In this oil painting lesson, we’ll take a look at creating a small painting study, measuring just 4″ by 4″. This looser painting of a white rose is both a pleasure and a challenge. Let’s dive in.
Materials For This Painting
We’ll use water-mixable oils for this painting, combining the advantages of traditional oils with easy clean up with soap and water. Water-mixable oils share slow drying times with their traditional cousins, but with less mess and perhaps less fumes as well. In this lesson, we’ll use Artisan water-mixable oils by Winsor and Newton.
Our palette is relatively simple, utilizing just a few colors. Here are the colors that are used…
- Titanium White
- Burnt Umber
- Burnt Sienna
- French Ultramarine
- Sap Green
- Olive Green
- Viridian Hue
- Cadmium Yellow Medium
- Dioxazine Purple
We’ll complete this painting on panel prepared with a base application of acrylic paint. Payne’s Gray and Titanium White were mixed to create a cooler, medium gray which was applied to the surface with strong brush strokes. This near neutral base provides contrast for both light and dark applications to follow.
Reference Photo of a White Rose
We’ll work from a reference photo for this painting, but as you’ll see there is quite a bit of deviation. The reference photo is from pixabay.com, however it has been altered from its original state to fit in a square format. The colors have also been slightly enhanced.
Here’s a look at the photo reference as it was used…
Start With a Sketch
We’ll begin by sketching out the contours of the rose with a mixture of Burnt Umber and Ultramarine. This mixture of colors produces a dark value that contrasts nicely against the gray ground. This mixture is thinned slightly with Artist’s Painting Medium by Winsor and Newton. By thinning the mixture, the paint flows much easier, allowing us to create defined lines.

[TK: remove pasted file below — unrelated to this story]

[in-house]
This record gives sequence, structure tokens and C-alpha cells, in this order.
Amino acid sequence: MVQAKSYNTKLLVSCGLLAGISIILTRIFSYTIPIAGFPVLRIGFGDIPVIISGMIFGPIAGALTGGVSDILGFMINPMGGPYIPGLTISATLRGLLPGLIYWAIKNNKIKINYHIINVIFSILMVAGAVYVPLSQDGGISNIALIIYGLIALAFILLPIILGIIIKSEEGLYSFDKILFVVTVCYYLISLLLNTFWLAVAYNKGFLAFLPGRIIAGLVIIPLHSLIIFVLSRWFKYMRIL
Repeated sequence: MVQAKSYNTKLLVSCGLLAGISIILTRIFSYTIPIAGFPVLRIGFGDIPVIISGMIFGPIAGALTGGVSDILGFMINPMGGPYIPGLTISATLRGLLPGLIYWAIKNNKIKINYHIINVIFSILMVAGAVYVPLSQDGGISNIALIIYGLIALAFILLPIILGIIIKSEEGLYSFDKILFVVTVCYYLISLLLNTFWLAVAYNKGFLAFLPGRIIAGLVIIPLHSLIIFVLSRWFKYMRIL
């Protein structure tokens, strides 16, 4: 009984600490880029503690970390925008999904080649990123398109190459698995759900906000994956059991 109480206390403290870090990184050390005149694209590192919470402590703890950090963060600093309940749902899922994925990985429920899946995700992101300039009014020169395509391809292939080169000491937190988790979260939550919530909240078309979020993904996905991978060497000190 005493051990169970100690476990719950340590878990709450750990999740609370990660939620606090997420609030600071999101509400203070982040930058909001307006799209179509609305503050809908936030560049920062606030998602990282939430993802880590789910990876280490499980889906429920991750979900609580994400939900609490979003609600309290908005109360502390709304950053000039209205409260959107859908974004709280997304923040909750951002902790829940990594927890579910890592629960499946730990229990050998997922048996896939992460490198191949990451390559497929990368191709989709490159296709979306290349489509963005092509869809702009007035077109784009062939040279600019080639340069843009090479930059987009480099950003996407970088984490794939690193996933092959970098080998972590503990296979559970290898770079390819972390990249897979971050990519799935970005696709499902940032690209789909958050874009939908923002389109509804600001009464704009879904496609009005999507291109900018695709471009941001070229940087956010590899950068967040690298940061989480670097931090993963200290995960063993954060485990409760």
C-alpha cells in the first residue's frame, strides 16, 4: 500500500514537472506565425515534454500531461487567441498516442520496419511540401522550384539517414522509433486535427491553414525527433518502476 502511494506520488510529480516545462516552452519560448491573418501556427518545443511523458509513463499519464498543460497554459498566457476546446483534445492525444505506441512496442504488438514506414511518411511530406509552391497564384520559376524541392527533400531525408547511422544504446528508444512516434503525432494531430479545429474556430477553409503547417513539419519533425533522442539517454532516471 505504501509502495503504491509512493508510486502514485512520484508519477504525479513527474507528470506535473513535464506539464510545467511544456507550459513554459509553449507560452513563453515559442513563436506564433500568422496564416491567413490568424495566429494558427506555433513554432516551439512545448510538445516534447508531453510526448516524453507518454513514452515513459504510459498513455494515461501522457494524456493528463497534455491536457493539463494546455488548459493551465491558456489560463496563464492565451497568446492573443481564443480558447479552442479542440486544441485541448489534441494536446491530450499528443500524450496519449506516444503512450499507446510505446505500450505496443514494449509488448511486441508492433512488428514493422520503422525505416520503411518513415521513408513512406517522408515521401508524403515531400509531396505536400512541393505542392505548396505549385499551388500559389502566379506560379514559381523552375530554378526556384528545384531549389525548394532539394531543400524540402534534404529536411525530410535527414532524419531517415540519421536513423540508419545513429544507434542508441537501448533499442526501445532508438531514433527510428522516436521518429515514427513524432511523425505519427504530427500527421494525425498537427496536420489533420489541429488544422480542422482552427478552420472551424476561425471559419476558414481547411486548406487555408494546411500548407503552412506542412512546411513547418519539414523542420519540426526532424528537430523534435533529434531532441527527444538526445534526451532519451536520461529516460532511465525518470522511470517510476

See also: How to Draw a Rose
Our initial oil sketch is loose and developed using a small flat brush.
Painting the Background
With our basic sketch in place, we can begin work on the background. For the most part, we’ll develop the background completely before moving on to addressing the rose.
We’ll begin by addressing mostly the darker values and tones with a mixture of Olive Green, Burnt Umber, and Ultramarine. The Olive Green on its own is quite dark and leans towards brown. The addition of Burnt Umber and Ultramarine darkens the color even further.
These two colors also allow us to create a bit of variety. We’ll allow the Ultramarine to dominate in areas where the shadow is a little cooler and the Burnt Umber to dominate in areas where the shadows are a little warmer.
With many of the darker tones in place, we’ll begin to push the value range and slowly bring out the looser shapes of the leaves. Sap Green, a much lighter and warmer green, is mixed with Cadmium Yellow and Titanium White to create a lighter versions of green. This color is applied using brush strokes that mimic the shapes of the smaller leaves.
As we continue to broaden the range of value by adding lighter and darker tones, we’ll also begin to create contrast between warm and cool versions of green. Viridian, a much cooler version of green, is added in areas behind the rose – especially in the lower left portion of the picture plane where a dark cool leaf is found.
And just as we did for the yellow-greens, we’ll continue to push the range of value by adding lighter and darker versions of the cooler green.